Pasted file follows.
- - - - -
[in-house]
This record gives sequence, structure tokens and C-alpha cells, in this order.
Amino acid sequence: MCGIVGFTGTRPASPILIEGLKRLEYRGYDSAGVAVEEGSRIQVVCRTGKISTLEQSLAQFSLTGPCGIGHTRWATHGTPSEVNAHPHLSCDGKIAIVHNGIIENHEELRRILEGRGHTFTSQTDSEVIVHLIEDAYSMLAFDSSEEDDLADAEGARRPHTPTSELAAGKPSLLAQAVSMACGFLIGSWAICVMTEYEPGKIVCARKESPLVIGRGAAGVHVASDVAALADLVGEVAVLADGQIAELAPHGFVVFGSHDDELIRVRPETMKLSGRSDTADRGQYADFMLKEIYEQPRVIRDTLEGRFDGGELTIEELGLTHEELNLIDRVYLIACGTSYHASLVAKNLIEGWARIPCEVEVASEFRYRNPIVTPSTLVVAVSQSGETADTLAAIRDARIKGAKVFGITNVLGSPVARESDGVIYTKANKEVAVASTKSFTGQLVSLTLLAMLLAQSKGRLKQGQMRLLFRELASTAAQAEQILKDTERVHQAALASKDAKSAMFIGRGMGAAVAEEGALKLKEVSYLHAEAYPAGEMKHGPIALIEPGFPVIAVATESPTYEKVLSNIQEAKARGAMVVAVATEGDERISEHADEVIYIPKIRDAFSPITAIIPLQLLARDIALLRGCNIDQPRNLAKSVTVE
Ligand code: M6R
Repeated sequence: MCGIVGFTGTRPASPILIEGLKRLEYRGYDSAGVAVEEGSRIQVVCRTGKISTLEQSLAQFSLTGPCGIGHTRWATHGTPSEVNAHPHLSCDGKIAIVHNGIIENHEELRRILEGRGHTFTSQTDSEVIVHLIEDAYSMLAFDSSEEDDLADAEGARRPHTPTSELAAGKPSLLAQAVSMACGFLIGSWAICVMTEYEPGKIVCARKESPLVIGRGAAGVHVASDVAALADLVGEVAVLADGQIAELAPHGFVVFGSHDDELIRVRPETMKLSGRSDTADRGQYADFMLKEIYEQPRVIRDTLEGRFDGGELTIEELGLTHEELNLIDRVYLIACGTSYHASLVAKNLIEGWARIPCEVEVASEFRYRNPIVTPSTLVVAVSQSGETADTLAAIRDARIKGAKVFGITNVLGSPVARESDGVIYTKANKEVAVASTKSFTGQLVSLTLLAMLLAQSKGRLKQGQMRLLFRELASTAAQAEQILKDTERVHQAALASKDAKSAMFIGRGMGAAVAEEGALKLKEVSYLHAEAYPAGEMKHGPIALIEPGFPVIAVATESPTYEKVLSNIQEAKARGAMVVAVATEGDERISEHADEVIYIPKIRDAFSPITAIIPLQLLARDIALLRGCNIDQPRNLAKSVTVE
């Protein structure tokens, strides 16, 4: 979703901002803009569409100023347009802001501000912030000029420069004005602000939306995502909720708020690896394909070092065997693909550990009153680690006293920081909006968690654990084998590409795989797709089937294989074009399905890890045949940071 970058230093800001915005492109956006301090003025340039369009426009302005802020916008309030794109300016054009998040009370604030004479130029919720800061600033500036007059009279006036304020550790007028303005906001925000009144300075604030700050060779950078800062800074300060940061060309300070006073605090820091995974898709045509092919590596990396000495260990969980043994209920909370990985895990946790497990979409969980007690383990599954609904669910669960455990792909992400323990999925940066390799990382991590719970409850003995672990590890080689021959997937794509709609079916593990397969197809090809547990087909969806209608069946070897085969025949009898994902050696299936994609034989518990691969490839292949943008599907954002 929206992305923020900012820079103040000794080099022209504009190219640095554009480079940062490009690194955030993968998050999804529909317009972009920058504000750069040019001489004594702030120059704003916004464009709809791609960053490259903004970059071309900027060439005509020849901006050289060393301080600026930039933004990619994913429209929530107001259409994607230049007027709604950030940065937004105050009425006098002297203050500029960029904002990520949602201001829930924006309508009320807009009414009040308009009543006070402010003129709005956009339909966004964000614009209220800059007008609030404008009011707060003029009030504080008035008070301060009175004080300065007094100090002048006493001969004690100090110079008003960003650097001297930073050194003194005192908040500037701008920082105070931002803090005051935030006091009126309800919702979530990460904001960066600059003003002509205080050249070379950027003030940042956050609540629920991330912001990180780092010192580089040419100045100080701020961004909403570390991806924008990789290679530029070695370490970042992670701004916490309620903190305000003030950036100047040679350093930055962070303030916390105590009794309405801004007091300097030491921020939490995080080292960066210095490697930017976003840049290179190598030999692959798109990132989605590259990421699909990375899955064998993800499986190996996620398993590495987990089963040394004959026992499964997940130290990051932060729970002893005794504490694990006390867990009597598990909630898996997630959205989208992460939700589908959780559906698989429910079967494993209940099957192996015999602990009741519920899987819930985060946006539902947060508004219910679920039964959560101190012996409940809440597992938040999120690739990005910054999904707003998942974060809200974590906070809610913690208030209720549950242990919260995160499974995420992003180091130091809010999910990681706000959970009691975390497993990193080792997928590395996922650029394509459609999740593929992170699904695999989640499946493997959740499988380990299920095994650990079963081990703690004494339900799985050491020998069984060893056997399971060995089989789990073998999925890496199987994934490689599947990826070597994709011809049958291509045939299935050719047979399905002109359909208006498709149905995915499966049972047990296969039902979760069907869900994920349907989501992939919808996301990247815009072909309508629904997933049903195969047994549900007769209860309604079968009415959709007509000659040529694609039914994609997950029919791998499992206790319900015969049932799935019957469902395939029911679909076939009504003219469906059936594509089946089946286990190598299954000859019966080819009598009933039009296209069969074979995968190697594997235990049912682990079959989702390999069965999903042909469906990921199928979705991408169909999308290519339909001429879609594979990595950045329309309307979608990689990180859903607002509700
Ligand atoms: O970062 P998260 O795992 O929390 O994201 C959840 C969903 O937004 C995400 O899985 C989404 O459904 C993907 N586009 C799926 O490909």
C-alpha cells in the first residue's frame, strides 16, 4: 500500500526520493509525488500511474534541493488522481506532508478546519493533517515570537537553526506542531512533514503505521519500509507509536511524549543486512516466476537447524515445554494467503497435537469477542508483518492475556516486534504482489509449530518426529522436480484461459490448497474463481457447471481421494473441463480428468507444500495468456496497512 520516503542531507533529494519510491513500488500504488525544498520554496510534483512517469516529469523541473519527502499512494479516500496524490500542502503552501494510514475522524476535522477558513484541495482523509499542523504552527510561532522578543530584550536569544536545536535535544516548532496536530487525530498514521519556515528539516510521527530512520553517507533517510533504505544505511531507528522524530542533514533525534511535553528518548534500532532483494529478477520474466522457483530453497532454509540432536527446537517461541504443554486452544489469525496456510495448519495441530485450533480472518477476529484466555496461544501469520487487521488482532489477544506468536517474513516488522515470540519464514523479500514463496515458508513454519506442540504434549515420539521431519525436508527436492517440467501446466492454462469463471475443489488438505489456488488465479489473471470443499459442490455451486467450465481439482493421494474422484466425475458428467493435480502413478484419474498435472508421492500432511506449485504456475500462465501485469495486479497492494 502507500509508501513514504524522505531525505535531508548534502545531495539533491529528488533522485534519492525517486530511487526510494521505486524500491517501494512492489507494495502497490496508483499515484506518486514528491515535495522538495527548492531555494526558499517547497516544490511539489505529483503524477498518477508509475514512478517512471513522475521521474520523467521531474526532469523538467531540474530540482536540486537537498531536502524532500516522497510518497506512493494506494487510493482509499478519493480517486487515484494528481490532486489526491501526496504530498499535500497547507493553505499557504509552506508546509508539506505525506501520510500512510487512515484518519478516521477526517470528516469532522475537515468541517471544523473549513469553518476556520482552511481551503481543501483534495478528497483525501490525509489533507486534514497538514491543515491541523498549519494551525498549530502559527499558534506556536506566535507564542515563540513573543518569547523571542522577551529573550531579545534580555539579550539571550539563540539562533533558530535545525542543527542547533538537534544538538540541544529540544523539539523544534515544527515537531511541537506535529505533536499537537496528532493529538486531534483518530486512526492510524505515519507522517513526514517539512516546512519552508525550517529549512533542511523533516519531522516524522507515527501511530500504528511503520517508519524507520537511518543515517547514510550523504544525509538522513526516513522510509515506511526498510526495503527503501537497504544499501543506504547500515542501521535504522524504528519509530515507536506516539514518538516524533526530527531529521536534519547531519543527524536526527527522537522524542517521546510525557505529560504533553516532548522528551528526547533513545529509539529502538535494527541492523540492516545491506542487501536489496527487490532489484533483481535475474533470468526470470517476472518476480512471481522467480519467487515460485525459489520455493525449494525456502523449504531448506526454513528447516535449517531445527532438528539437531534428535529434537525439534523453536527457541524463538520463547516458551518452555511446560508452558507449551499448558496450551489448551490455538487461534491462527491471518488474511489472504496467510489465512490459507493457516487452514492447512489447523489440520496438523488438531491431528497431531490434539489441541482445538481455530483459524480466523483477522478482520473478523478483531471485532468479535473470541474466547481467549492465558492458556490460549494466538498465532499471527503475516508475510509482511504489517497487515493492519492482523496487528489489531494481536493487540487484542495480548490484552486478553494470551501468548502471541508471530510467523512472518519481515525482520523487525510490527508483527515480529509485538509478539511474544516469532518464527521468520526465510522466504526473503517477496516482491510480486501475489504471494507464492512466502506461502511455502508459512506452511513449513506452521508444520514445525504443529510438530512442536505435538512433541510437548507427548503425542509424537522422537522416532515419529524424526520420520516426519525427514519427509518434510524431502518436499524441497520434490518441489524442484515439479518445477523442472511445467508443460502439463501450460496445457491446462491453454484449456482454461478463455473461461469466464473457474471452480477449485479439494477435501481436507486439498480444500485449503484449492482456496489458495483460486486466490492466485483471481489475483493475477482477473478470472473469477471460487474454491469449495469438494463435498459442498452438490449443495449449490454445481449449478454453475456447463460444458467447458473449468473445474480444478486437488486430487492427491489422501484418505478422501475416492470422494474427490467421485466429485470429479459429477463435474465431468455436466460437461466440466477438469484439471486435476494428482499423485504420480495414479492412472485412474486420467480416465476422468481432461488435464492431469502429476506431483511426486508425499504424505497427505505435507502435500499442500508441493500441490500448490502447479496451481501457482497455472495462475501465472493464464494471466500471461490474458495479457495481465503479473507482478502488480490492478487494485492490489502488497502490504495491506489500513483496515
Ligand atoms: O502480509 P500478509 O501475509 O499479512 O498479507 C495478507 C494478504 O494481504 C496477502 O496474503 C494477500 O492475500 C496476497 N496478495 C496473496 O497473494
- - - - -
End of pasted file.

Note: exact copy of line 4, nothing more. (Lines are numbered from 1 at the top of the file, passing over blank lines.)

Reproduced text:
Ligand code: M6R